Law360 (December 23, 2020, 3:49 PM EST) -- The Federal Circuit ruled Wednesday that Texas federal Judge Alan Albright was wrong to move a January patent trial against Intel from a city where in-person trials are halted due to the pandemic to one where they're still being held.
Ruling on appellate papers filed by Intel as part of its sprawling patent litigation with holding company VLSI Technology LLC, the Federal Circuit agreed that Judge Albright had no basis to order last month that only the January trial — as opposed to the whole case — be transferred to the Waco division of the Western District of Texas, where Albright is the only permanent district judge.
The case, in which Intel says VLSI is seeking billions of dollars in damages, had been set to go to trial in the district's Austin division, but trials are not being held there because of the coronavirus pandemic, while the Waco courthouse remains open.
Of the two authorities Albright had cited for moving only a trial — Federal Rule of Civil Procedure 77(b) and a judge's inherent docket-management sovereignty — "neither authority authorizes the order at issue," the Federal Circuit said, and the decision "amounts to a clear abuse of discretion."
However, the court said that "we do not hold that the district court lacks the ability to effectuate holding trial in the Waco Division. We only hold that it must effectuate such result under appropriate statutory authority," such as moving the whole case to Waco, not just the trial.
While the court vacated the November order moving only the trial to Waco, it said it took no position on the notion of moving the entire case back to Waco for convenience's sake — only that Judge Albright "failed to perform this analysis."
It was not immediately clear Wednesday what Judge Albright would do with respect to the Jan. 11 trial date. But after the Federal Circuit issued its ruling, VLSI filed a motion in the district court case asking Judge Albright to transfer the whole case to Waco, saying that is clearly the more convenient venue since the Austin courthouse is closed. It asked him to take up the request at a Dec. 28 hearing.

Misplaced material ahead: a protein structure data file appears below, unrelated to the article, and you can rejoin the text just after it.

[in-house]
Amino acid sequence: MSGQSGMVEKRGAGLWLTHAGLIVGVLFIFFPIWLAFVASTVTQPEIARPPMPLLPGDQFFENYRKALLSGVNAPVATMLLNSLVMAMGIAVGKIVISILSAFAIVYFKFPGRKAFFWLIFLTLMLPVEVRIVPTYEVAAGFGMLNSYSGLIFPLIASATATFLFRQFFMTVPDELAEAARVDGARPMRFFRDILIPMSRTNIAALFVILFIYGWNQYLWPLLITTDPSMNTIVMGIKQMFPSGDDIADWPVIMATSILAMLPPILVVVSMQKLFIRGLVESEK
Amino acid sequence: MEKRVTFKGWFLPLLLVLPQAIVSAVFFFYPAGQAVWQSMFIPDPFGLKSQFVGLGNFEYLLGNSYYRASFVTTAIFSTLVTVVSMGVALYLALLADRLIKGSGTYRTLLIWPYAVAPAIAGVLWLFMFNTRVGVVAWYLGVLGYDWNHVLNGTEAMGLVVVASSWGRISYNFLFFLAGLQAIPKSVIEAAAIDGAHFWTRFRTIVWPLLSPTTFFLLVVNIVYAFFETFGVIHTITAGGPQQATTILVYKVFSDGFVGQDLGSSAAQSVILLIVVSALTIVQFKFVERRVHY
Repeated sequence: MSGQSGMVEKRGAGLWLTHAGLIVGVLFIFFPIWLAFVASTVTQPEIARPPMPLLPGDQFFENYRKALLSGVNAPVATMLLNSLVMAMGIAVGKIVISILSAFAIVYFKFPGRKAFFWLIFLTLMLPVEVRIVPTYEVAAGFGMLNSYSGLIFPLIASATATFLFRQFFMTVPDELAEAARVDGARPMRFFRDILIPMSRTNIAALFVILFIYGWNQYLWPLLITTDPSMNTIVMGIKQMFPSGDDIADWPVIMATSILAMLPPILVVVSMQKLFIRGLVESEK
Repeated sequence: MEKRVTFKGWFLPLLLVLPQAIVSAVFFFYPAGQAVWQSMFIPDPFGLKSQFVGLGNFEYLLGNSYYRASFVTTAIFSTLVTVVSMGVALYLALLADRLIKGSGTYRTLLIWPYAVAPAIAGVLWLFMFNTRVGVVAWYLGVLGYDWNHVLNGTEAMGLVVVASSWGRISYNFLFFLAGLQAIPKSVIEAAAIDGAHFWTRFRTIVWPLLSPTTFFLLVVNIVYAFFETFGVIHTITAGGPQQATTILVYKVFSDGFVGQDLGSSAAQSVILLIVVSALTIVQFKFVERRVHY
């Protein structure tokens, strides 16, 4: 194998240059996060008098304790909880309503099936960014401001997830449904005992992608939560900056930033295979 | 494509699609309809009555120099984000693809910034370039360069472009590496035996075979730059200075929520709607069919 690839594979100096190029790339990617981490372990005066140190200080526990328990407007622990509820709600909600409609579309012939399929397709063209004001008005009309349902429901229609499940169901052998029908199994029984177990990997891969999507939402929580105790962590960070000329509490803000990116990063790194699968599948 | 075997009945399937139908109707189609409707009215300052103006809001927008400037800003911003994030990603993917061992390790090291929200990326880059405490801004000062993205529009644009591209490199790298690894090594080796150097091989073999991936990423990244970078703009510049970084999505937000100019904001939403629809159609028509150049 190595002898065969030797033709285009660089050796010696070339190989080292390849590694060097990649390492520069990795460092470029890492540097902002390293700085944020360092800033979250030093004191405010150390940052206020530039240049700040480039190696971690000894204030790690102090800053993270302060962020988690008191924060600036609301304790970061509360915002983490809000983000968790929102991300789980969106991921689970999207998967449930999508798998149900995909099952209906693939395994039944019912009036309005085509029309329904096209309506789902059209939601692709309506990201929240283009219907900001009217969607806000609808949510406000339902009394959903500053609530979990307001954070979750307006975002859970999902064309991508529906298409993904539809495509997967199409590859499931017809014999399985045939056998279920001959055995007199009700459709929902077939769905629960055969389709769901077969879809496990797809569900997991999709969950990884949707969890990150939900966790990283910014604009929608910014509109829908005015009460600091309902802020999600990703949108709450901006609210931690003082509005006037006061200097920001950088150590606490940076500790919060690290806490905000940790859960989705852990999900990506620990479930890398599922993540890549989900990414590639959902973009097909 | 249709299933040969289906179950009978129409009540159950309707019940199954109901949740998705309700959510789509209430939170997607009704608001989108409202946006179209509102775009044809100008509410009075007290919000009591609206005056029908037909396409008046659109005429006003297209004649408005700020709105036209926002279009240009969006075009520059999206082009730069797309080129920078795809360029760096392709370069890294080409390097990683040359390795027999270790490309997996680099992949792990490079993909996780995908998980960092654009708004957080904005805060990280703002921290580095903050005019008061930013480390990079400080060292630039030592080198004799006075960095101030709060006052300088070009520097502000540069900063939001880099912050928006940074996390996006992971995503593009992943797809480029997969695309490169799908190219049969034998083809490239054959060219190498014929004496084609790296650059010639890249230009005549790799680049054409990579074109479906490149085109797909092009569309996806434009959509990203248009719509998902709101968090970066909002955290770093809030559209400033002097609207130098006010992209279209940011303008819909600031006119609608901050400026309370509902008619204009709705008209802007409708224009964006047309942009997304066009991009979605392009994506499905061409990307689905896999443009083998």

"Enormous time, energy, and nonrefundable economic investment has gone into planning for a January 11 trial," VLSI said. "Thus, VLSI respectfully requests that this court transfer the action to the Waco Division."
The suit going to trial includes three patents for voltage-based and other techniques to speed up computer chips, and specifically targets Intel's Ivy Bridge and Skylake processors. It had actually begun in Waco, when VLSI filed there in April 2019.
But in October 2019, Judge Albright moved the case from Waco to Austin under a rule called Section 1404(a), which does allow the transfer of an entire case.
The parameters of the rule are clear, though, the Federal Circuit said Wednesday.
Section "1404(a) cannot authorize transfer of just the trial from one judicial division to another," it said. "Intel generally has a 'statutory right' to have this case tried in the division in which the action lies."
Though trial is set for Jan. 11, Intel asked Judge Albright to delay it until March or April given the still-increasing spread of the coronavirus pandemic in the U.S. He denied that request earlier this month.
At a hearing on that motion, the judge told a lawyer for Intel that he was getting better information about the local spread of the COVID-19 pandemic from his wife, who works at a Waco hospital's intensive care unit, than Intel's own information.
Intel presented data that intensive care units in the Waco courthouse's county, McLennan County, are at nearly 100% capacity. But Judge Albright said he had, "probably better than anyone on this phone call," firsthand knowledge of "what's going on inside the hospitals — at least her hospital," Judge Albright told Intel, referring to his wife's job as a nurse at Ascension Providence Hospital in Waco.
Another Texas federal jurist, Judge Rodney Gilstrap, has postponed all jury trials in the state's Eastern District until March.
Representatives for the parties were not immediately available for comment.
The patents-in-suit are U.S. Patent Nos. 7,725,759; 7,523,373; and 8,156,357.
VLSI is represented by J. Mark Mann, G. Blake Thompson and Andy Tindel of Mann Tindel Thompson; Craig Cherry of Haley & Olson PC; and Morgan Chu, Benjamin Hattenbach, Keith Orso, Christopher Abernethy, Amy Proctor, Dominik Slusarczyk, Charlotte Wen, Brian Weissenberg, Jordan Nafekh, Michael Strub Jr. and Babak Redjaian of Irell & Manella LLP.
Intel is represented by William Lee, Louis Tompros, Kate Saxton, Gregory Lantier and Amanda Major of WilmerHale; J. Stephen Ravel of Kelly Hart & Hallman LLP; and James Wren of Baylor Law School.
The district court case is VLSI Technology LLC v. Intel Corp., case number 1:19-cv-00977, in the U.S. District Court for the Western District of Texas. The appellate case is In re: Intel Corp., case number 21-105, in the U.S. Court of Appeals for the Federal Circuit.
--Additional reporting by Andrew Karpan, Ryan Davis, Katie Buehler and Lauren Berg. Editing by Alyssa Miller.
Update: This story has been updated with additional detail from the Federal Circuit's order and a response filed in court by VLSI Technology LLC.
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